I just want to acknowledge you for that, and I also want to acknowledge you for your ability to connect and hear people, of what they’re saying and most importantly, what they’re not saying. Behind the words, to be able to listen to people’s hearts and connect with their pain and then be able to share those stories and help them transform. Because I think there are a lot of people who are suffering in the world and who are afraid to share what they’re really afraid of. And your ability to be present, and listen, and connect to people’s hearts is one of the most powerful gifts that you have.
So I want to acknowledge you for your constant willingness to serve humanity and help people transform.
JD Roth: Ah, man, this is so uncomfortable for me, Lewis.
Lewis Howes: You like to give the gift, I know.
JD Roth: It’s so uncomfortable for me, and even to hear you say the words, I’m like, “Oh my…” It’s so hard for me. I appreciate what you’re saying, but it’s very hard and no-one should think that I get it right all the time.
Lewis Howes: Of course. We’re not perfect.
JD Roth: Yeah, I definitely don’t. I make an attempt, and you can’t keep every promise. That’s the goal. The goal is always the highest, right.
Lewis Howes: Absolutely, that’s why I said I’m sure you’re not perfect, because I know I’m not, but I strive for greatness as well.
JD Roth: Right. And our imperfections are sort of what makes us who we are, and that ability to love unconditionally, you know, good, bad, right? That’s everything.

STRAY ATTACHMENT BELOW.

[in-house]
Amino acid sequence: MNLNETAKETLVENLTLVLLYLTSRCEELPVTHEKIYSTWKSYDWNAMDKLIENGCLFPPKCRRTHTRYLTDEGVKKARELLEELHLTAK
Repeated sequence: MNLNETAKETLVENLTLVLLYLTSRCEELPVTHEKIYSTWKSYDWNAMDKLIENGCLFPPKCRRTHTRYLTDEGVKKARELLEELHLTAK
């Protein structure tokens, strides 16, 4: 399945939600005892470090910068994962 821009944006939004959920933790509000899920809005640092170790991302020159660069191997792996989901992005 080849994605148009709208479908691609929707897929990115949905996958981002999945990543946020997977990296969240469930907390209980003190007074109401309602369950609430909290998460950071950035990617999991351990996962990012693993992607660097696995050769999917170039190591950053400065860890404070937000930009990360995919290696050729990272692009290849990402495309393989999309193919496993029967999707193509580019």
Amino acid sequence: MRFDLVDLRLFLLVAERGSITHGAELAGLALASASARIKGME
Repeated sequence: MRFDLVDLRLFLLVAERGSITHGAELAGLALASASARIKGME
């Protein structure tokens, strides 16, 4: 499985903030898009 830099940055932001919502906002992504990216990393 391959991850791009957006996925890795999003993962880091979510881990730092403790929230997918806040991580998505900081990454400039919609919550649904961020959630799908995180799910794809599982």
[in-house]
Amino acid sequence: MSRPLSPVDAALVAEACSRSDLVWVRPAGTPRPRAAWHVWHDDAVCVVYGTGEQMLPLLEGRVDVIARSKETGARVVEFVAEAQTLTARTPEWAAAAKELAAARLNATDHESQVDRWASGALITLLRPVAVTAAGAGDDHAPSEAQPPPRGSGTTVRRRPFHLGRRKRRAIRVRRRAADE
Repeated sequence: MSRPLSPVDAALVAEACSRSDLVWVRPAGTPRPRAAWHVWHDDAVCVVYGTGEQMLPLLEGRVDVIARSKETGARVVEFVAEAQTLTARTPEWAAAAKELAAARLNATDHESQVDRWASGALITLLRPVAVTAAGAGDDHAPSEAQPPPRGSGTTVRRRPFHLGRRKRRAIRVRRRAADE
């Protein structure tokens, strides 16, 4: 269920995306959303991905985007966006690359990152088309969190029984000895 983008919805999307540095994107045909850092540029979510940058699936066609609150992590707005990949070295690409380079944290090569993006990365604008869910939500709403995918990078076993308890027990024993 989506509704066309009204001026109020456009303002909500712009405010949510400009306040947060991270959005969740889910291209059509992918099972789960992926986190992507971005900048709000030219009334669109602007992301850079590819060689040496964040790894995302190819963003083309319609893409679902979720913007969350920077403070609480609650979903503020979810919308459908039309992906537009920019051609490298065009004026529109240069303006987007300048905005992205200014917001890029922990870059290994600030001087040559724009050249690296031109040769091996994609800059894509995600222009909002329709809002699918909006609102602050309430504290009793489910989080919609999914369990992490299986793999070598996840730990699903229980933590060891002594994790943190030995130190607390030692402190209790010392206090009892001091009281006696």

Lewis Howes: Right, exactly. Well, I’m grateful that you allowed me to share and you received it. So, I acknowledge you for all those things.
JD Roth: Thank you.
Lewis Howes: You’re welcome. The final question is: What’s your definition of greatness?
JD Roth: My definition of greatness, would be following the belief and only doing what you’re passionate about, and not settling for something because you just needed a job. And so, greatness, to me, is not having a back-up plan. And I know that’s bad advice, because every parent would say, every good Jewish mom, “Oh! Well, what’s your back-up plan?” I think not having one is greatness. It’s that believing that you’re going to get there, you’re going to make it happen no matter what. That’s the only way you get to greatness. If you have a back-up plan, chances are, you’re probably going to take it. You’re going to pull the ripcord at some point, and so, greatness, to me, would be the ability to lean in to what it is that you really love and you really want to do and not to take no for an answer until you get there.
Lewis Howes: My man, JD. Thank you so much. This was great!
JD Roth: It was awesome!
Lewis Howes: I appreciated it. Thank you brother.
There you have it, my friends, I hope you enjoyed this episode. Again, JD Roth, such a wealth of wisdom and inspiration, and a guy who has been through so much and created so much opportunities and success for himself, but also who has impacted so many people through his message, through his work, and he constantly gives back and wants to serve others in their personal transformation.